(WBIR - Knoxville) In just a few weeks it will once again be "football time in Tennessee." Season tickets for the University of Tennessee's upcoming season have already been mailed and proudly display the phrase "I will give my all for Tennessee today" that comes from the iconic sign that hangs outside the Vols' locker room.
However, when you buy a ticket to see UT football, men's basketball, or the Lady Vols, you do not give all of your money to Tennessee. That's the case today or any other day going back to the 1940s when the state passed an "amusement tax" that adds five percent to the price of UT home games in football and basketball. The tax also applies to almost all movie theaters in Knox County (an exception was given to theaters in Downtown Knoxville).
The five percent tax is split between the City of Knoxville and Knox County. The county's portion of the tax is relatively small, only half a percent. The other 4.5 percent goes to the city.
Now Knox County Mayor Tim Burchett says the county can do without its share of the tax.
"Doing away with our portion of it, it works out to a little more than $200,000. It's not much in terms of our total budget, but $200,000 to me is a lot of money," said Burchett. "People ask me why are we doing it and I say, 'Why not?' We take enough of your money already as it is."
The Knox County Commission will discuss repealing its collection of the tax during a work session on August 18. Burchett says he would like to see the tax phased out over a couple of years.
UT Athletics has been critical of the tax in recent years. No other schools in the state have to pay a local amusement tax for their sporting events. Furthermore, no other schools in the hyper-competitive Southeastern Conference have an amusement tax included in the price of their tickets. Many SEC schools do not have to collect sales tax on their tickets. Tennessee collects a 9.5 percent sales tax along with the 5 percent amusement tax.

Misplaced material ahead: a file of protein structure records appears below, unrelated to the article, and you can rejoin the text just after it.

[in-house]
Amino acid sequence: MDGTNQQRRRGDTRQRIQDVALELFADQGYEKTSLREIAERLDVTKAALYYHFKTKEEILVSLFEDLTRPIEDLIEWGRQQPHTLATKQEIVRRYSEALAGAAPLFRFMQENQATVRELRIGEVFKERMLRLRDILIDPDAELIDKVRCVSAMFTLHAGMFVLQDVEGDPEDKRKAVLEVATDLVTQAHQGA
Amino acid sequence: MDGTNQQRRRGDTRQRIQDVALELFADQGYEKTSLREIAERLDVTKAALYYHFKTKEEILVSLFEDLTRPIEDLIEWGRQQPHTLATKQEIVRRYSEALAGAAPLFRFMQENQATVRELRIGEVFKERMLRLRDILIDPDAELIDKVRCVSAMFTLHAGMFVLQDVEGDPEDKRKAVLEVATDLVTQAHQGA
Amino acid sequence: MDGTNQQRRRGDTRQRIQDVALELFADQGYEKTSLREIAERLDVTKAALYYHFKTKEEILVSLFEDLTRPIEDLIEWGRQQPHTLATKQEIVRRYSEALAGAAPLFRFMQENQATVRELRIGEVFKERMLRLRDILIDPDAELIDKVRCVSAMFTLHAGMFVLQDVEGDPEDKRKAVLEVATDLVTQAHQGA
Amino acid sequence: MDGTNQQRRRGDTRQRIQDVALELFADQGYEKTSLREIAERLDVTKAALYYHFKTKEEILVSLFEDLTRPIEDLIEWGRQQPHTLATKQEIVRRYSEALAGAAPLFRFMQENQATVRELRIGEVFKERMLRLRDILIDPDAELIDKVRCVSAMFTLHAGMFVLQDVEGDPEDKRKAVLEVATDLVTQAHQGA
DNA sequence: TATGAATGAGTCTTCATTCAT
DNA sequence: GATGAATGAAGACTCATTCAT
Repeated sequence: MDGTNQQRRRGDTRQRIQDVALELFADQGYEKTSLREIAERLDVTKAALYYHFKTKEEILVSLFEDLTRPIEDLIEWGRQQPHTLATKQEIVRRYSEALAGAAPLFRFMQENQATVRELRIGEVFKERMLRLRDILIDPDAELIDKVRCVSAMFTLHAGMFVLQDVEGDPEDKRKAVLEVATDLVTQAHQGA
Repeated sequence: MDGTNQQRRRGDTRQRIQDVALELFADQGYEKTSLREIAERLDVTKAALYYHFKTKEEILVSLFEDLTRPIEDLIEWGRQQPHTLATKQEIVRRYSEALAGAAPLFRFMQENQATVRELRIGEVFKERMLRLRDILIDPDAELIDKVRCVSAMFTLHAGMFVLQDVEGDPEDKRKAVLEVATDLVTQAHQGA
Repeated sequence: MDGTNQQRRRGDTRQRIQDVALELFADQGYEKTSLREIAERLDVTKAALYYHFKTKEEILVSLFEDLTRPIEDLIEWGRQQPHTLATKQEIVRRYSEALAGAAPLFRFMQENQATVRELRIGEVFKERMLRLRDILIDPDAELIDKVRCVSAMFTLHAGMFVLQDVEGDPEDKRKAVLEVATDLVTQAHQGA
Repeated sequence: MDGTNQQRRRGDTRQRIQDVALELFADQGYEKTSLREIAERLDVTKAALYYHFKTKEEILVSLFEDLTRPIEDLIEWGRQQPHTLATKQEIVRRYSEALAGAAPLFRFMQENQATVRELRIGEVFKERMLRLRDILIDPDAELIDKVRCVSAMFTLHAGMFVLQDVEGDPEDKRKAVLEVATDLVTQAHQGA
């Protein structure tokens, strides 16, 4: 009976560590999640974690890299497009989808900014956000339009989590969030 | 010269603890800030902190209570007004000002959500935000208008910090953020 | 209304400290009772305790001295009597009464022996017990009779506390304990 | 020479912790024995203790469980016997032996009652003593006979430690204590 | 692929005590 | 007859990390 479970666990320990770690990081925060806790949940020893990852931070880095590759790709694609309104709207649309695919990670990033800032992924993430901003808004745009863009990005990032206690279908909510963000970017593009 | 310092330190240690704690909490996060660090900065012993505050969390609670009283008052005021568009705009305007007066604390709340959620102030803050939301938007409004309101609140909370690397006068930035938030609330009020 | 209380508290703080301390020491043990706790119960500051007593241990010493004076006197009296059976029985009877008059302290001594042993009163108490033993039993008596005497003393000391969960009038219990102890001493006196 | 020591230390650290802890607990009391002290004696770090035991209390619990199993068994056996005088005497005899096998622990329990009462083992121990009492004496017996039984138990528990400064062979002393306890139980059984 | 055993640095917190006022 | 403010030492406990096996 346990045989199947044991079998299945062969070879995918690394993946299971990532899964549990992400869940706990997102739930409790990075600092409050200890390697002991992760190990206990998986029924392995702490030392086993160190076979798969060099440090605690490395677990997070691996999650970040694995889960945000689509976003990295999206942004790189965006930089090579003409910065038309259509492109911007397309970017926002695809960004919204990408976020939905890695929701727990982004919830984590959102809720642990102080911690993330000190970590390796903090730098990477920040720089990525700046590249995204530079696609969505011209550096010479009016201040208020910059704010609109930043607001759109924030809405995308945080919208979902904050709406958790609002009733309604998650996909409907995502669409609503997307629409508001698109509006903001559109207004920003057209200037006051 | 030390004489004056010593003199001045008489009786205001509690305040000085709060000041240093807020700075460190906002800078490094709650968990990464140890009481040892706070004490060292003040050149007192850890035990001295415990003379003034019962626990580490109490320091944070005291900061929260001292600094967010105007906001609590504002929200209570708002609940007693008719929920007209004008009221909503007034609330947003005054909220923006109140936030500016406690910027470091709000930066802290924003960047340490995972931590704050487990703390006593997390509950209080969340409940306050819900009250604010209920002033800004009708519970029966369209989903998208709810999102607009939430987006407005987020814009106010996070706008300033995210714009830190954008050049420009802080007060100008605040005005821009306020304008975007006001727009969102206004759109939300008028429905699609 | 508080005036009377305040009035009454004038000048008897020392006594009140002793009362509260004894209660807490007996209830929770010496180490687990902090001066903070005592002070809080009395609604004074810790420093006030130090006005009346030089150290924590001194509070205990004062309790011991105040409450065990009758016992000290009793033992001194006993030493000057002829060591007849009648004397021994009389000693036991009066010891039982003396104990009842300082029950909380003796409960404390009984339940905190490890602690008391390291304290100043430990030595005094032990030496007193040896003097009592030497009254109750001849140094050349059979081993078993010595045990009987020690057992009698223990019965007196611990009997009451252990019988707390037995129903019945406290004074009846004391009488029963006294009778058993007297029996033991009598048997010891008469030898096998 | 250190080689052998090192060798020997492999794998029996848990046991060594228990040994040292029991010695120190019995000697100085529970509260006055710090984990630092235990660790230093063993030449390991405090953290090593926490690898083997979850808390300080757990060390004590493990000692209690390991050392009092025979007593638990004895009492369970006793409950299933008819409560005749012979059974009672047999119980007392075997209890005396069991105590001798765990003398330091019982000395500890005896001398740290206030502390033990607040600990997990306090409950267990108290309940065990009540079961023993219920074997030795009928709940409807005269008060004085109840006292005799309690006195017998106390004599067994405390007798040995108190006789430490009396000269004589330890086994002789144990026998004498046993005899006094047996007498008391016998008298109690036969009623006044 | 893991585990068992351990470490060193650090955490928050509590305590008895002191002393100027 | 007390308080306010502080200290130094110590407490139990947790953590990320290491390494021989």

"We are aware that the county commissioners have placed this on the agenda for their meeting later this month," said Jimmy Stanton with UT Athletics. "We appreciate their willingness to examine this issue."
Even if the amusement tax is eliminated, do not expect UT to pass the savings on to fans by reducing the price of tickets. The school would like to keep ticket prices the same and be able to pocket the additional cash the same way its SEC competition is able to currently do.
Because the agreement was initially set up by the state, Burchett said repealing the county's portion of the tax may require the assistance of legislators in Nashville. However, any decision by the county will not impact the city's collection of the amusement tax.
The city has maintained its position that the tax is appropriate because it offsets the costs of city services such as law enforcement, security, and parking associated with large UT athletic events. The city also points out the University of Tennessee was included in the initial negotiations and agreed to the tax in the 1940s.
Burchett said he believes the amusement tax agreement in its current form was enacted to assist the university with construction of Thompson-Boling Arena.
"Those bonds and the arena, it has been more than paid back. So I think it's a good time to remove that [the amusement tax]."
The county currently uses the money collected from the amusement tax to pay for park services. Burchett said proper budgeting and natural growth in the economy can make up for those lost funds.